Solar facility shot supplied by Indiana Michigan Power

Solar facilities such as this one contribute to Indiana Michigan Power’s emission-free electricity generation capacity mix.

Indiana Michigan Power plans to build a 20-megawatt solar generation facility in St. Joseph County with a goal of providing educational opportunities there as well as electricity.

The Fort Wayne-based subsidiary of American Electric Power is working on arrangements with the University of Notre Dame to see that educational and academic research opportunities result from the project.

“This large-scale solar project aligns with I&M’s push to diversify our generation fleet and to ensure a bright future for our customers and the communities we serve,” Toby Thomas, I&M president and chief operating officer, said in a statement.

“The South Bend Solar Project would help local economic development and would give our customers an opportunity to take advantage of locally provided renewable resources.”

The university’s sustainability goals include supporting renewable energy, and the statement said 40 percent of the solar facility’s output would count toward that effort. It will generate electricity to power 2,700 homes each year.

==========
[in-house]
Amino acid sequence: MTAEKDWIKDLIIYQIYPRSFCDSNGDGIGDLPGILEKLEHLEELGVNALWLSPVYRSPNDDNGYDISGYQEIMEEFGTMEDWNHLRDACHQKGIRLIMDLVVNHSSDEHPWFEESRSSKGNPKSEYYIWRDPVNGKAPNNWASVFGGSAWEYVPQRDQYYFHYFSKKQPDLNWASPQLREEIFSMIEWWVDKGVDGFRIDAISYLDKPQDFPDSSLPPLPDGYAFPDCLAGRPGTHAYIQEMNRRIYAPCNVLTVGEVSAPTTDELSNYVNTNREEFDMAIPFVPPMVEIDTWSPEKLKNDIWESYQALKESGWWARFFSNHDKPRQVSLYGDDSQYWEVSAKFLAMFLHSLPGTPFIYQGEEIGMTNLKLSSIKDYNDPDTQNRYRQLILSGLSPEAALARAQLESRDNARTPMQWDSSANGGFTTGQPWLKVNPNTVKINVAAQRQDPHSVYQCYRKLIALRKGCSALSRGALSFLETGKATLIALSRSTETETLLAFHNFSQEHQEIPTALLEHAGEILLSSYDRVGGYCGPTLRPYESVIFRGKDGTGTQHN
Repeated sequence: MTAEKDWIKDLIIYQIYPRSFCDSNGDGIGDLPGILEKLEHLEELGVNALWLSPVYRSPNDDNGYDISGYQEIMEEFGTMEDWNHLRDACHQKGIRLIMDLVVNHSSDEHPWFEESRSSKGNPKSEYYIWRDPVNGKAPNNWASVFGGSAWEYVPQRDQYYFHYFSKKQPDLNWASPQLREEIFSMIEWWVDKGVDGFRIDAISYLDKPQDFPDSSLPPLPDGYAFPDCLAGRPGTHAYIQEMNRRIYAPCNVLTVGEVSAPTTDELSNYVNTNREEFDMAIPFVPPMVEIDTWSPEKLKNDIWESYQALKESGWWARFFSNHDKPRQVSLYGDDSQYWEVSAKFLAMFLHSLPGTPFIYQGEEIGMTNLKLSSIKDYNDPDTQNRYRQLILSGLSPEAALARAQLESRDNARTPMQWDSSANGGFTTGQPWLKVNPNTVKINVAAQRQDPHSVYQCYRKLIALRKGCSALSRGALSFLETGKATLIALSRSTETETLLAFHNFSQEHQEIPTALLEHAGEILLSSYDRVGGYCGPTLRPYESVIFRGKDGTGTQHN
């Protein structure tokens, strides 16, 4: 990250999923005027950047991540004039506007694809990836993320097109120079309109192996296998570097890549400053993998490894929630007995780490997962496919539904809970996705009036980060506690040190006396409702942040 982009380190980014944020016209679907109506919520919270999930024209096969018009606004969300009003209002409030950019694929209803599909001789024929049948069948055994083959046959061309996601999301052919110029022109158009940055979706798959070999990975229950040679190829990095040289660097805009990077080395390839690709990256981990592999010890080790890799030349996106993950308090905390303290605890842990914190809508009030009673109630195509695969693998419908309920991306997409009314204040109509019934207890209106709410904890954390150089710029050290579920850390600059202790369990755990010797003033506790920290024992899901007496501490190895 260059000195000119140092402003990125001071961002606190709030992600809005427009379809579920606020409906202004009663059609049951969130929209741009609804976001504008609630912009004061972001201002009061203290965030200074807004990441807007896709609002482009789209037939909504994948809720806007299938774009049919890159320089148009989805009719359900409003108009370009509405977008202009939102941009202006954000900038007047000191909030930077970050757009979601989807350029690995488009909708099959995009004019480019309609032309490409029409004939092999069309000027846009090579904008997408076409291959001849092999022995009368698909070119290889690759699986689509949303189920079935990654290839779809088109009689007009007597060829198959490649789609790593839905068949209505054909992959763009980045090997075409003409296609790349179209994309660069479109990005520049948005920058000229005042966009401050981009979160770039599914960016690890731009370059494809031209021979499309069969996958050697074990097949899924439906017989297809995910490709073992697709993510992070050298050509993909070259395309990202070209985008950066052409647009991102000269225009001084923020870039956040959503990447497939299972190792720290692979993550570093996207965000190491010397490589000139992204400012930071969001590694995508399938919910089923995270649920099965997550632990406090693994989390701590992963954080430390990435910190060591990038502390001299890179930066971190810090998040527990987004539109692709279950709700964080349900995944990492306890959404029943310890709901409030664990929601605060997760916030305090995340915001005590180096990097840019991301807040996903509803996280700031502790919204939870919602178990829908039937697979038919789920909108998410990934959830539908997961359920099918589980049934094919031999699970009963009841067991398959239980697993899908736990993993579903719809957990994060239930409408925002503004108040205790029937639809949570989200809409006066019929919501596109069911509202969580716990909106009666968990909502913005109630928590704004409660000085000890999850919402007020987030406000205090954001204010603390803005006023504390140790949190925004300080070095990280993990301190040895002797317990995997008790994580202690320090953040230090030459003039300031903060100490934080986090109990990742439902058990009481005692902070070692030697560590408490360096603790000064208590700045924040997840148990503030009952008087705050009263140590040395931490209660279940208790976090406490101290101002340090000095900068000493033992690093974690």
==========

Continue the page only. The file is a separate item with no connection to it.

“Notre Dame is pleased to be partnering with our local energy partner Indiana Michigan Power on this significant solar energy project,” Paul Kempf, Notre Dame’s senior director of utilities and maintenance, said in the statement.

“The university looks forward to expanding its portfolio of renewable and recoverable energy sources and achieving the positive environmental benefits this project would provide,” he said.

“It is important to us to work within our own community to create such projects that have a local impact on our environment and economy.”

The project will be constructed about 10 miles northeast of the university near the Indiana Toll Road. If it is approved by the Indiana Utility Regulatory Commission, I&M expects it to be in operation by late next year.

The company currently operates four solar generation facilities with a combined power production capacity of 15 megawatts, which would be enough to meet the annual electricity needs of 2,000 homes.

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